A statistical model describes in a mathematical way the randomness of a phenomenon influenced by different factors. My research interests are in those statistical models which capture the way these various factors interact between each other. Such models are based on a mathematical tool called copulas. The goal of my Erwin-Schrödinger project is to inquire into the mathematical properties of discretized versions of copulas, namely discrete copulas, to make them useful for application. In particular, I am here exploring and defining the geometry of discrete copulas in order to apply them to weather forecasting problems.
Freedom for research
My way to the US was not straight. I have been doing research on copulas since I was a master student in Italy. Afterwards, I moved to Austria to pursue a PhD degree in Mathematics at the Johannes Kepler Universität (Linz) working on a new challenging copula-related project. During my PhD, I identified the study of discrete copulas as an exciting research topic. As this new interest was far beyond my PhD research direction, I moved to the Institute of Science and Technology Austria (Klosterneuburg). There, I have been given the freedom to identify groundbreaking research questions.
Such a freedom was extremely valuable to me and gave me motivation to put together a project proposal taking advantage of the same freedom as a postdoc. In the coming years, I not only wished to explore synergies between discrete geometry and copulas but also to make my findings useful for weather forecasting applications. To make this feasible, I contacted researchers at the Zentralanstalt für Meteorologie und Geodynamik (ZAMG, Vienna) who helped me identify potential applications for my theoretical research to their weather forecasting data.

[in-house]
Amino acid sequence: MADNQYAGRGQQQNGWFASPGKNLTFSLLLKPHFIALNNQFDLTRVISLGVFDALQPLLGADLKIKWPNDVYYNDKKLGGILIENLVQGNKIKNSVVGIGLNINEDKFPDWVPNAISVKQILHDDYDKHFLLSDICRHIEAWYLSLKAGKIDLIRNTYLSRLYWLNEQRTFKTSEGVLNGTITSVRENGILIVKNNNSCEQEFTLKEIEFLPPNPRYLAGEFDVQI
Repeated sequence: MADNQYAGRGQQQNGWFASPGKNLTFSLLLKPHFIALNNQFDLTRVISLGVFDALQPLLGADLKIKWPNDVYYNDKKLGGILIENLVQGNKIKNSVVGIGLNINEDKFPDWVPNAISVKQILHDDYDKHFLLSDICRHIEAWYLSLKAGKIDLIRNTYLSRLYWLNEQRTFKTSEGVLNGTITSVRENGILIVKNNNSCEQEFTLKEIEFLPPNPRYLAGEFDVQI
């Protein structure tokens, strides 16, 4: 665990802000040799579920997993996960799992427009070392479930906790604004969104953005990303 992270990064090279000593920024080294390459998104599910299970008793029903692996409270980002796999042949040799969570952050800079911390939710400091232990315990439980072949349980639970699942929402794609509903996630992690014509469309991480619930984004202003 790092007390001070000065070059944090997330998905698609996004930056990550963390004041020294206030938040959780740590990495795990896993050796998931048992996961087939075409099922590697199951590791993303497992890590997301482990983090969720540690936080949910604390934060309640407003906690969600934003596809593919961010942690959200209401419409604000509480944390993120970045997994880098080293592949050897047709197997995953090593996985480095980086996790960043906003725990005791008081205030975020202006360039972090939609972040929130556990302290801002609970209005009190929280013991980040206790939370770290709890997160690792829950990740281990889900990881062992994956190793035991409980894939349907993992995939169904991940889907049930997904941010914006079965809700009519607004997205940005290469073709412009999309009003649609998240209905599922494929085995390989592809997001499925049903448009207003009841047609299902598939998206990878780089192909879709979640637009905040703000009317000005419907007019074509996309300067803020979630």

Building bridges in science and culture
My Erwin-Schrödinger project aims at establishing new bridges between discrete geometry, statistics, and weather forecasting, and the Massachusetts Institute of Technology (MIT) is the ideal place where to conduct such interdisciplinary research. The guidance and support of my host at MIT, Caroline Uhler, together with the exceptional environment I found here, have a tremendous impact on me as a young researcher and as a person. Attending specialized talks and seminars, meeting and discussing with world-class researchers, and sharing new ideas with peers, have all encouraged me to open my mind to new research views and perspectives.
I left my home country long time ago, and I knew way too well the implications of moving to a new city in a different country. I was well prepared, and I quickly got used to the new place. I was lucky enough to be assigned to a big office, without windows but plenty of such nice people! My officemates very soon became good friends, inside and outside of work. We hang out together and organize events supported by our institute to get to know new comers. Last November, we even had a Thanksgiving party with a huge turkey and lots of fun!
Fruitful collaboration for the future
I am so fortunate to have been given the opportunity to experience all of this through the Erwin-Schrödinger fellowship. I am truly thankful to Caroline, who gave me a chance to devote myself to my own research ideas. She constantly motivates me to make the most out of my work, and I am confident we will maintain our fruitful collaboration in the coming years. After the end of my postdoctoral appointment at MIT, I will spend the last twelve months of my Erwin-Schrödinger fellowship working at ZAMG on real weather data from the Austrian region. Until then, I am ready to embrace new challenges that will come on my way.
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